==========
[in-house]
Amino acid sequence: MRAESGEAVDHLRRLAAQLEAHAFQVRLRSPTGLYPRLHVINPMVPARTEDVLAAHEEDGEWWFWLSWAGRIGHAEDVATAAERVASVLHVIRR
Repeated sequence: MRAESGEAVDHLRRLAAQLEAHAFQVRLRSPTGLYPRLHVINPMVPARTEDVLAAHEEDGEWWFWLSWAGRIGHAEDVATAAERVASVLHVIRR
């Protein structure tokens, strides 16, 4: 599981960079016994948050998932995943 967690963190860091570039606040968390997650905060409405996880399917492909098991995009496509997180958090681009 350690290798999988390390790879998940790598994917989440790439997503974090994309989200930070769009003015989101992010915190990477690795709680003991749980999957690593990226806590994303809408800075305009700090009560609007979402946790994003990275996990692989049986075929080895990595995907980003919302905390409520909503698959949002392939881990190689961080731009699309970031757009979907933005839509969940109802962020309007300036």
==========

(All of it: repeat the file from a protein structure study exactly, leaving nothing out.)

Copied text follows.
[in-house]
Amino acid sequence: MRAESGEAVDHLRRLAAQLEAHAFQVRLRSPTGLYPRLHVINPMVPARTEDVLAAHEEDGEWWFWLSWAGRIGHAEDVATAAERVASVLHVIRR
Repeated sequence: MRAESGEAVDHLRRLAAQLEAHAFQVRLRSPTGLYPRLHVINPMVPARTEDVLAAHEEDGEWWFWLSWAGRIGHAEDVATAAERVASVLHVIRR
């Protein structure tokens, strides 16, 4: 599981960079016994948050998932995943 967690963190860091570039606040968390997650905060409405996880399917492909098991995009496509997180958090681009 350690290798999988390390790879998940790598994917989440790439997503974090994309989200930070769009003015989101992010915190990477690795709680003991749980999957690593990226806590994303809408800075305009700090009560609007979402946790994003990275996990692989049986075929080895990595995907980003919302905390409520909503698959949002392939881990190689961080731009699309970031757009979907933005839509969940109802962020309007300036």